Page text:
Israel, Cyprus, Greece sign electric cable deal

287-km. underwater electricity line will connect Israel’s energy supply to EU, via Cyprus and Crete.

By
March 4, 2012 17:55
4 minute read.
Israeli, Greek, Cypriot officials

Israeli, Greek, Cypriot officials 390. (photo credit: IEC)

 
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For both Israel and Cyprus, connecting the countries through an underwater cable will foster more than just electrical stability for two energy islands – it will further the sense of “duty and friendship” between two allies, Athanasios Ktoridis, chairman of the board of DEH Quantum Energy, said in Jerusalem on Sunday.

“Through this project we shall develop a better understanding of our diverse and bountiful cultures,” Ktoridis said.

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DEH Quantum Energy is owned by Greece’s DEH Public Power Corporation, Quantum Energy of Cyprus and the Bank of Cyprus.

Energy and Water Minister Uzi Landau signed a memorandum of understanding on Sunday with Ktoridis, Israel Electric Corporation officials, Cypriot Ambassador Dimitris Hatziargyrou and Greek Ambassador Kyriakos Loukakis, to signal the launch of a trilateral cable project that will ultimately link Israel’s electricity supply with that of the European Union.

“For Israel it is also important to just be connected to Europe,” Landau said. “We are an energy island and this has its political significance.”

The cable will be 287 kilometers long, buried at a depth of more than 2,000 meters and have a capacity of 2,000 megawatts – “one of the biggest in the world,” according to Yakov Hain, senior vice president of engineering projects at IEC.

The project is slated to start immediately, with a feasibility study presented to all three governments in roughly six to eight months and then a fully operational system on board by 2016, Hain said.

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“We are anxiously waiting for the results of this feasibility study,” Hatziargyrou said. “It is an important development and it comes at a time when the relationship between Cyprus and Israel is blossoming. As we experienced this past summer in Cyprus [with] the construction of the power station we really feel the need for what we call energy security.”

Ultimately, electricity lines will run from Israel to Cyprus to Crete, and then through the exisiting cable to mainland Greece, enabling the connection of European and Asian electricity supplies, Hain said.

The cost of the project should be roughly 1.5 billion euros, but there is no official estimate yet, he added.

Hain foresaw this project as a first step toward achieving the vision of “global world energy interconnection.”

“The first thing that came to my mind was the crossing of the Red Sea when the Jews left Egypt, to the big world, to the homeland,” he said, showing a picture of Moses parting the waters. “We are also doing something like this – after 3,500 years, we will also be part of the big world.”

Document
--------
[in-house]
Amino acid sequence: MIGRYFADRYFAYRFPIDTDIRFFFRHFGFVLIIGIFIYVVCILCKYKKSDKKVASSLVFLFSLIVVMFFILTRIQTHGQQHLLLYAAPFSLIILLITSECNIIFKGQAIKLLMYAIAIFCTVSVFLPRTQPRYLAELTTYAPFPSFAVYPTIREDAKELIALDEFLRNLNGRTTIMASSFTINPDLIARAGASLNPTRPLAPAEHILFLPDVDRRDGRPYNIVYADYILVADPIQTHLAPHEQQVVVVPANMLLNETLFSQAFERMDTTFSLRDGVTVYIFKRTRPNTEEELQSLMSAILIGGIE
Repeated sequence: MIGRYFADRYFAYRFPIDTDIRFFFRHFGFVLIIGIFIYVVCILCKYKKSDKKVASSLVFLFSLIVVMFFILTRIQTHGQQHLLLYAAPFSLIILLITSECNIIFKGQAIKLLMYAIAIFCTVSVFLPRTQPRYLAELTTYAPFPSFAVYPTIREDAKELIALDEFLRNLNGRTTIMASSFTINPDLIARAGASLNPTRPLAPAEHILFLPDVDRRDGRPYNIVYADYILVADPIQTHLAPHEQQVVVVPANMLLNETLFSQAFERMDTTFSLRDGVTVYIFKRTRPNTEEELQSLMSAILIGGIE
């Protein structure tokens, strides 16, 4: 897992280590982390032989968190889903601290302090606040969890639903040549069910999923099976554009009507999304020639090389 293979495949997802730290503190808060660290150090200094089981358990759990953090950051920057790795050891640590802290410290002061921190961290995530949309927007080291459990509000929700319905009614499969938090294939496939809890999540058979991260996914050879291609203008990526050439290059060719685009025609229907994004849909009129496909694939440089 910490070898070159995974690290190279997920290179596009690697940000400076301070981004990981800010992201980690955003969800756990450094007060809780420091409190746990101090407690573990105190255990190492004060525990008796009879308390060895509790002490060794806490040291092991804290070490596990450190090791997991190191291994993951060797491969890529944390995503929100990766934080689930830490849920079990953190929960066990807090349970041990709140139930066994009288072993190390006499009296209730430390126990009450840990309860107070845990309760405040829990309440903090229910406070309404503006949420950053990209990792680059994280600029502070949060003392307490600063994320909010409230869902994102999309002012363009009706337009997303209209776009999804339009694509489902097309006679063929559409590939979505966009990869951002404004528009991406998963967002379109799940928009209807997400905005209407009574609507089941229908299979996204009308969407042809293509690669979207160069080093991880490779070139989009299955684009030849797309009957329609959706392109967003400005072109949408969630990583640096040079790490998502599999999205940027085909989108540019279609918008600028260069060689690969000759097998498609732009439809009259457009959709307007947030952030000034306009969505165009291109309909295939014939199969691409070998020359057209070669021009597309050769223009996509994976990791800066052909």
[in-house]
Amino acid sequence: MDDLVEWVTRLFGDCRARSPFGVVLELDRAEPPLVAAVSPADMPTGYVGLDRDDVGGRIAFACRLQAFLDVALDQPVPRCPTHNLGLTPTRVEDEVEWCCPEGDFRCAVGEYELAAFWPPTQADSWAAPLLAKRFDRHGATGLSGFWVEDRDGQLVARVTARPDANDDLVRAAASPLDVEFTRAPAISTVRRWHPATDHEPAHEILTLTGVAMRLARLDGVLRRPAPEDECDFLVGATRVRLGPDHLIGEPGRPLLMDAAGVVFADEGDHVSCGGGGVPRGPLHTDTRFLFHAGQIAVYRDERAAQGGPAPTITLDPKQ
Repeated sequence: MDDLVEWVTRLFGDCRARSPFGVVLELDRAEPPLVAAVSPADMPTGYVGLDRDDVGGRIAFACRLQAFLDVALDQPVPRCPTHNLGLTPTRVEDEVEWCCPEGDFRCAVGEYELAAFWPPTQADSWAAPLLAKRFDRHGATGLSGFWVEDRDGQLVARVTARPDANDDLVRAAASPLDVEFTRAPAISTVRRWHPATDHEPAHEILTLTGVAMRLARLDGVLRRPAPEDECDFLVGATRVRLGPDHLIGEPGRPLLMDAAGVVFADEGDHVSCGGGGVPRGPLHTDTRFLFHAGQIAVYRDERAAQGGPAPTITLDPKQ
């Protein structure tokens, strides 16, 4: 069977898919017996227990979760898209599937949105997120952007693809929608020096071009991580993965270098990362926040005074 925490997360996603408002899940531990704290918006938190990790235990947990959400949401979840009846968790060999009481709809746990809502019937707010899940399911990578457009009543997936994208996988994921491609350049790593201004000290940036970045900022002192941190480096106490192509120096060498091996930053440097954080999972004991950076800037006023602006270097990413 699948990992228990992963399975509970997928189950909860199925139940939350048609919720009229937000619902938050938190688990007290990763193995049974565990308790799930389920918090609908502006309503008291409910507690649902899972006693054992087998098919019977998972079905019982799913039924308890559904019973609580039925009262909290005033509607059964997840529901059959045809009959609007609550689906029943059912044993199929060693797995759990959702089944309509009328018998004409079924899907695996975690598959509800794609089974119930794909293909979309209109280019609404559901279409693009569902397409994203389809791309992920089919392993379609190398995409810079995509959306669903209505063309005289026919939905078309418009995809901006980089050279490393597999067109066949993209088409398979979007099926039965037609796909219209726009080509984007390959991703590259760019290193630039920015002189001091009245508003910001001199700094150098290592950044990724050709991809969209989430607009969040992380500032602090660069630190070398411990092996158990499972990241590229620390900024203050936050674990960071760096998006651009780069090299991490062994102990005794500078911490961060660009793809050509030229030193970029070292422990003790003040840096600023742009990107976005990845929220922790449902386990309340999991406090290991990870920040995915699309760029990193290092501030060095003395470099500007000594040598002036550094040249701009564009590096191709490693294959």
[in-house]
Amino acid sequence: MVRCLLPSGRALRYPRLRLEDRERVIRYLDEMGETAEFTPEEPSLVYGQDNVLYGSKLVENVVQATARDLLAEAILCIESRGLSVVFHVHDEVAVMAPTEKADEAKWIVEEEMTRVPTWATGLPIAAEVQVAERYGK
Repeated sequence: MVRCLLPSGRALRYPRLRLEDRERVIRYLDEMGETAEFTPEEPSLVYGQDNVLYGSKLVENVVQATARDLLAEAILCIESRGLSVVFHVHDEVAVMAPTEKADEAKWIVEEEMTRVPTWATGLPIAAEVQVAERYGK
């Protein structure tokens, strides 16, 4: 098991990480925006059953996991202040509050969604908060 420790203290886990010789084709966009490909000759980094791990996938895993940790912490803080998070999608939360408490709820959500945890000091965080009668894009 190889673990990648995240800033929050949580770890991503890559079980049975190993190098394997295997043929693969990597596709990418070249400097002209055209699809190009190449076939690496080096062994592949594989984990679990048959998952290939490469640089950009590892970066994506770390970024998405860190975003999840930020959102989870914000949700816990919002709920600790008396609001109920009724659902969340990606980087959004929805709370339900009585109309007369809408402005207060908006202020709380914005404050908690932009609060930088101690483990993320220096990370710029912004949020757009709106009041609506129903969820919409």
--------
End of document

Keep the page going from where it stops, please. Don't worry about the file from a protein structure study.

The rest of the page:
Since 1811, with the first submarine cable in Germany, countries have been laying electrical lines underwater, and the longest cable stands at 580 kilometers between the Netherlands and Norway. Energy giant Siemens is embarking on a project to connect the Scottish and English power grids through the Irish Sea, which is slated to be completed in 2015.

“We have a competition,” Hain said. “Maybe we will also be operational by 2015. This will move through the continents and be able to connect people.”

Upon the completion of the project, Israel will not only no longer be an “energy island,” it also will no longer be an “economic island,” according to IEC chairman Yiftach Ron Tal.

“I am sure that in the near future Israel will be connected not only to Cyprus but to the European grid,” Ron Tal said, adding that this will pave the way for more cooperative projects between IEC and DEH Quantum Energy.

“Absolutely,” Ktoridis agreed.

Amid financial crisis, rather than compete against each other, Israel, Greece and Cyprus came together to invest in cooperative activity, Ktoridis said. Greece is in the process of increasing its energy efficiency and is becoming a more significant player in the “European energy chessboard,” while Cyprus will be able to secure the in-and-out energy flow, he explained. Israel, in turn, can become a major energy provider to the European continent and strengthen its own energy sustainability.

Although the great length, depth and power capacity of the planned cable is significant, these “are mere technological feats,” Ktoridis argued.

“Nothing would be possible if it were not for the fertile imaginations of our three countries,” he said. “We shall create a more optimistic and joyful world for our generations to come.”

Ktoridis presented Landau with a glass bottle of olive oil from Cyprus, which the minister said was a “good sign” for the start of this trilateral project.

“What we do today is just for the direct improvement of energy and economic relations between Israel, Cyprus and Greece,” Landau said. “This is just the first step... We hope this will be an anchor for stability in this beleaguered part of the world.”

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